Andrew Sullivan Wants You To Buy His Book

While we’re on the subject of gay books – or, at least, books by gay people – let’s take a second to ponder the publication of homo-servative Andrew Sullivan’s new book: The Conservative Soul: How We Lost It, How To Get It Back.

Sullivan and his cronies don’t talk to us, so we never would have known about it had we not again taken a chance on his blog, The Daily Dish, where Sullivan’s published a lovely little post quoting the acknowledgement page from his new release:

This book was informed throughout by the readers of my blog, who have written countless emails challenging arguments made here and making others.

Of course, he’s just warming them up for the interactive pitch:

For me, it’s been an fascinating experience to see how two media can interact – how ideas and arguments that started on a blog can evolve into something more concrete in a book. So, to take the next obvious step, I’m hoping to continue the debate about the boook … on the blog. I’m resurrecting the Book Club format I experimented with a few years ago – but with my own book this time.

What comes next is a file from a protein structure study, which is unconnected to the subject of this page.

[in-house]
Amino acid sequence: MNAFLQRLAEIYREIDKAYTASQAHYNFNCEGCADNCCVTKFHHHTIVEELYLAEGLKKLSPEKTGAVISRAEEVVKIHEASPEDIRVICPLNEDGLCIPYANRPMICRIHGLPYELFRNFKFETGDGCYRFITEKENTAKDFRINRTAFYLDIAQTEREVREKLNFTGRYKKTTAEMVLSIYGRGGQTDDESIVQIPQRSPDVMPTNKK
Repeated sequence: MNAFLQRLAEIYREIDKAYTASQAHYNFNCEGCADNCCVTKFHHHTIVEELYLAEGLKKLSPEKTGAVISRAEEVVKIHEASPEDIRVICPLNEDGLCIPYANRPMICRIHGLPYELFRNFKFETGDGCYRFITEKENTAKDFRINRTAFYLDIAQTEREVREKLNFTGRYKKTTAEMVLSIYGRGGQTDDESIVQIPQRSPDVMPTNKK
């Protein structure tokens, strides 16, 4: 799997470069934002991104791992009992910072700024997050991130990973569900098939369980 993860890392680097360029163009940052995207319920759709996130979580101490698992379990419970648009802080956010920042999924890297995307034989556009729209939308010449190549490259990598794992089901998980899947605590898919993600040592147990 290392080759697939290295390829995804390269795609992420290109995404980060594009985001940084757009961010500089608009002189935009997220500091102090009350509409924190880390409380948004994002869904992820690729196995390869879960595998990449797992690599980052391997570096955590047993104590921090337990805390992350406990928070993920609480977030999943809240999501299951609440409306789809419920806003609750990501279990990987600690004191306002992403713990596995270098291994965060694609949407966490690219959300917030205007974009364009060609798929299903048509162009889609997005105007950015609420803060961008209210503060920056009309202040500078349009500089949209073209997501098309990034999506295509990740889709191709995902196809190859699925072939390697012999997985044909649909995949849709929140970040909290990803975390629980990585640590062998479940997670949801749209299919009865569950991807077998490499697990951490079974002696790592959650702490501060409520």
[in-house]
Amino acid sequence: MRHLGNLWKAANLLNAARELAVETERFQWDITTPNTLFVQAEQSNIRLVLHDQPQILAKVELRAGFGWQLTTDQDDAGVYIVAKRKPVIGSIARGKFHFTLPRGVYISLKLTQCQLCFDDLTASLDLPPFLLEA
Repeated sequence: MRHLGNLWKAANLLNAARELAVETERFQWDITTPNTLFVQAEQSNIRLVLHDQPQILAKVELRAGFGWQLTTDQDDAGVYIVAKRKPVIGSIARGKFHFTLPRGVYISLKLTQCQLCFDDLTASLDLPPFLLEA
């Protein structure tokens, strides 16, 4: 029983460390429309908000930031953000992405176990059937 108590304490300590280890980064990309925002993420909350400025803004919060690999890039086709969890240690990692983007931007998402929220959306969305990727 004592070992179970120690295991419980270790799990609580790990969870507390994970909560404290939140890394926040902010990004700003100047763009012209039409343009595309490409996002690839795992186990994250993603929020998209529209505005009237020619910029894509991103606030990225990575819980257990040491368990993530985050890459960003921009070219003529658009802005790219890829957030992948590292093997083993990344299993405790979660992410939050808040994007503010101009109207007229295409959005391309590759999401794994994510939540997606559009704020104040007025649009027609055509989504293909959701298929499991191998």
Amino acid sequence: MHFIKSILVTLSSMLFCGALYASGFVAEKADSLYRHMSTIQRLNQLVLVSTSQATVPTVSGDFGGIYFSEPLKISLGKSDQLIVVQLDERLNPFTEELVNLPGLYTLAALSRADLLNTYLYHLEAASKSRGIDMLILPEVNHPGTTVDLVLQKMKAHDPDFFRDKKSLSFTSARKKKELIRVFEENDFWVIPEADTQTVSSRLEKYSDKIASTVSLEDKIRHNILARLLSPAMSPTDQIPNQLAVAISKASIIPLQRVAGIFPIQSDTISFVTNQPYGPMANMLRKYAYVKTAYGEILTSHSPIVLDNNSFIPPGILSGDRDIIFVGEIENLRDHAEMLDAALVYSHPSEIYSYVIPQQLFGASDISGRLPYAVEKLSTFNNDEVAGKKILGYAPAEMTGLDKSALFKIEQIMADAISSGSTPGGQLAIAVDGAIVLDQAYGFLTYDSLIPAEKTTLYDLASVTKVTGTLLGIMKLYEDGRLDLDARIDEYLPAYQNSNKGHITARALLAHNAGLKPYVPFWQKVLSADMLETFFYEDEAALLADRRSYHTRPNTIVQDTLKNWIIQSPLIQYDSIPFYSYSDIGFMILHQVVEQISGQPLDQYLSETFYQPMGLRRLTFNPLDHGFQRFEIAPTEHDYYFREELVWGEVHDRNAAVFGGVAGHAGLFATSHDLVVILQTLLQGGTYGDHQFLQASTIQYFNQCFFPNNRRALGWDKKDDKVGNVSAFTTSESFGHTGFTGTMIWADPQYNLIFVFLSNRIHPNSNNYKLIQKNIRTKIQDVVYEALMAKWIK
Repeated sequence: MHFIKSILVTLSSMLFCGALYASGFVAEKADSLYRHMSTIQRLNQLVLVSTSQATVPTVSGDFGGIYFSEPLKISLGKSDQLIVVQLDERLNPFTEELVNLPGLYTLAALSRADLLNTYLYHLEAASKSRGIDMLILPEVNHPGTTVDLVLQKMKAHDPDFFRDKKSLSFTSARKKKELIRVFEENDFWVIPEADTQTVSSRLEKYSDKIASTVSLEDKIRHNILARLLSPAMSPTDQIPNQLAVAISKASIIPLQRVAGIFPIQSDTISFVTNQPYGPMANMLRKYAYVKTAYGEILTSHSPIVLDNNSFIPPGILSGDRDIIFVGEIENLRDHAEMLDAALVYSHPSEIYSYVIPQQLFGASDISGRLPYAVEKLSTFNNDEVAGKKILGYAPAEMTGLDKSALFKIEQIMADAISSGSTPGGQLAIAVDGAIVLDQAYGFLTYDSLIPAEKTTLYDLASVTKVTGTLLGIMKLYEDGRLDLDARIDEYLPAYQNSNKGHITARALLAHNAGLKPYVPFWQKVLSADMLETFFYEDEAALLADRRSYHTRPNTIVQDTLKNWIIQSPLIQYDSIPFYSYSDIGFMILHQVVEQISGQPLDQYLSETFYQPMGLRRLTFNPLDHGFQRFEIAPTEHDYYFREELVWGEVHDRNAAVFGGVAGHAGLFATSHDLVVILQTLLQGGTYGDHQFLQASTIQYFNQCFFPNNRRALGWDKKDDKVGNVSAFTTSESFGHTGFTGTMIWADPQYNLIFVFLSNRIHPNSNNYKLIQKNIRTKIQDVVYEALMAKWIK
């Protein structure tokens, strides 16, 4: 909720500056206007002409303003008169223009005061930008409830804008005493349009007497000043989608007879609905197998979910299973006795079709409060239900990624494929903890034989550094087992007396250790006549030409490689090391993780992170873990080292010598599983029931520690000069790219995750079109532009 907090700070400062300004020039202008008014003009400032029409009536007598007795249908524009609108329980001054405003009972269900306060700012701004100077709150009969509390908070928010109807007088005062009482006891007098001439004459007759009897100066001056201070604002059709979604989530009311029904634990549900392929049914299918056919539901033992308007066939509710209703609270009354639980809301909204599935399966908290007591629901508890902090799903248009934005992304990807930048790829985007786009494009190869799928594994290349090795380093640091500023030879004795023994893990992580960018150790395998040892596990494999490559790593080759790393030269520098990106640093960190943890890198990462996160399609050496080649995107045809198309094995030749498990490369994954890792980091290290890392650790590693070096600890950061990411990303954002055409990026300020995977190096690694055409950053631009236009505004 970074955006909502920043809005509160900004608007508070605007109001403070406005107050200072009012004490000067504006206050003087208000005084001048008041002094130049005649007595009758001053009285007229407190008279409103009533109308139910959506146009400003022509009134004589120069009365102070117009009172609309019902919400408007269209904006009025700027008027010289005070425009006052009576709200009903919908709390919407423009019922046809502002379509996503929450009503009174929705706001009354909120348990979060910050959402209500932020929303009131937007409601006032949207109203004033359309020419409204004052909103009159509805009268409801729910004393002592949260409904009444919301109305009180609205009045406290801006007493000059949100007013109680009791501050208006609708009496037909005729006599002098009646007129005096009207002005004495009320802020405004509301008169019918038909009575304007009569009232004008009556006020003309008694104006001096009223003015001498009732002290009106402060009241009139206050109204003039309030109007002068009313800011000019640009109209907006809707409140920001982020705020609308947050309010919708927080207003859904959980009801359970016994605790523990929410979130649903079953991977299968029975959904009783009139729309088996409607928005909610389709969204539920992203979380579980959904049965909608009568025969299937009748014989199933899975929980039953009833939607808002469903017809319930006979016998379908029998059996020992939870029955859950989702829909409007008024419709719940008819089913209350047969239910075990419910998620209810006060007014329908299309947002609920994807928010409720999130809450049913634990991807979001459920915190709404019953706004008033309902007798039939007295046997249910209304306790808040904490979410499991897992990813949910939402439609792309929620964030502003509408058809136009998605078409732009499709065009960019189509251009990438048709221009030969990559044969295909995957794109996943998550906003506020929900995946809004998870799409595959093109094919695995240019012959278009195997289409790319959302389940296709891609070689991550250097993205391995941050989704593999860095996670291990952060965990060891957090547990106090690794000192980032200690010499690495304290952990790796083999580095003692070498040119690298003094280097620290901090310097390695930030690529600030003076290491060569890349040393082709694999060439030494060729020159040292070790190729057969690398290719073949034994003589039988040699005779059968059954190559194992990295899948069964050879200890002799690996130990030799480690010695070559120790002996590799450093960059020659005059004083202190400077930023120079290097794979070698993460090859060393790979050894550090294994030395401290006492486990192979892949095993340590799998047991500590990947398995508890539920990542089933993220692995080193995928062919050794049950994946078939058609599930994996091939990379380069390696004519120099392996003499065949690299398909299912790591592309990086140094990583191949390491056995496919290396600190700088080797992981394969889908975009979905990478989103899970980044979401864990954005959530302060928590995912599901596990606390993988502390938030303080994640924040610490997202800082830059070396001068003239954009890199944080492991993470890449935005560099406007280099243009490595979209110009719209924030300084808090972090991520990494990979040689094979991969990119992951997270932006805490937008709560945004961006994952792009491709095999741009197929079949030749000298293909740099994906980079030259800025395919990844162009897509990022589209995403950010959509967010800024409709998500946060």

Here’s the idea: you buy the book online or from a store, you get three weeks or so to read it along with everyone else, and then I post the sharpest email criticisms of the book and respond to them. It’s like an online reading club which ends in a grilling of the author. I’ve hired an extra pair of eyes to read every single email and make sure I don’t miss the best counter-arguments. So the book will continue, I hope, in some way on the blog. As will the arguments.

We have to admit, this is one of the better cross-promotional tricks we’ve seen since John Cameron Mitchell’s work with Time Out New York.

Sullivan’s certainly got the salesman bit down: kiss ass with some meaningless drivel, back up sincerity of comments with a bit of personal reflection, then tricks the softened up readers into buying the book with a challenge to submit their thoughts. Marketing genius!

Here’s a trick: someone get us a copy of this book (we’re certainly not buying it), and we’ll play Sullivan’s little game ourselves…